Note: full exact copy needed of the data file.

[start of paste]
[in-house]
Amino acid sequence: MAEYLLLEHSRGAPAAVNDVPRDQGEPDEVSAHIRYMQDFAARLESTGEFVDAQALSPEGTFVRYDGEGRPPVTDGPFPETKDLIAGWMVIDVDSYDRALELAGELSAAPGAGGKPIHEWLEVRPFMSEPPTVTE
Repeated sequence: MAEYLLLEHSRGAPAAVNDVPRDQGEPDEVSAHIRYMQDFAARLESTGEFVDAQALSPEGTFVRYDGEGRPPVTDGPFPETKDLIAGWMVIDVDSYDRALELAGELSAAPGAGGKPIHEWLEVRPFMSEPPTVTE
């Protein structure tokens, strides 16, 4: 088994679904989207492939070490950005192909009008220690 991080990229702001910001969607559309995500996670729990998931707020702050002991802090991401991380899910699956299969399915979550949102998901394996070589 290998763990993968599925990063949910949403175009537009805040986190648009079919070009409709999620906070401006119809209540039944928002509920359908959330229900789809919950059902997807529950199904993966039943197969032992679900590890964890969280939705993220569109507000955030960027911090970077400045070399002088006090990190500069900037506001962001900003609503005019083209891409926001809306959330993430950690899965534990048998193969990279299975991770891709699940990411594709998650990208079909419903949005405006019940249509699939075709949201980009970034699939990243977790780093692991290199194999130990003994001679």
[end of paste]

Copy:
[in-house]
Amino acid sequence: MAEYLLLEHSRGAPAAVNDVPRDQGEPDEVSAHIRYMQDFAARLESTGEFVDAQALSPEGTFVRYDGEGRPPVTDGPFPETKDLIAGWMVIDVDSYDRALELAGELSAAPGAGGKPIHEWLEVRPFMSEPPTVTE
Repeated sequence: MAEYLLLEHSRGAPAAVNDVPRDQGEPDEVSAHIRYMQDFAARLESTGEFVDAQALSPEGTFVRYDGEGRPPVTDGPFPETKDLIAGWMVIDVDSYDRALELAGELSAAPGAGGKPIHEWLEVRPFMSEPPTVTE
């Protein structure tokens, strides 16, 4: 088994679904989207492939070490950005192909009008220690 991080990229702001910001969607559309995500996670729990998931707020702050002991802090991401991380899910699956299969399915979550949102998901394996070589 290998763990993968599925990063949910949403175009537009805040986190648009079919070009409709999620906070401006119809209540039944928002509920359908959330229900789809919950059902997807529950199904993966039943197969032992679900590890964890969280939705993220569109507000955030960027911090970077400045070399002088006090990190500069900037506001962001900003609503005019083209891409926001809306959330993430950690899965534990048998193969990279299975991770891709699940990411594709998650990208079909419903949005405006019940249509699939075709949201980009970034699939990243977790780093692991290199194999130990003994001679």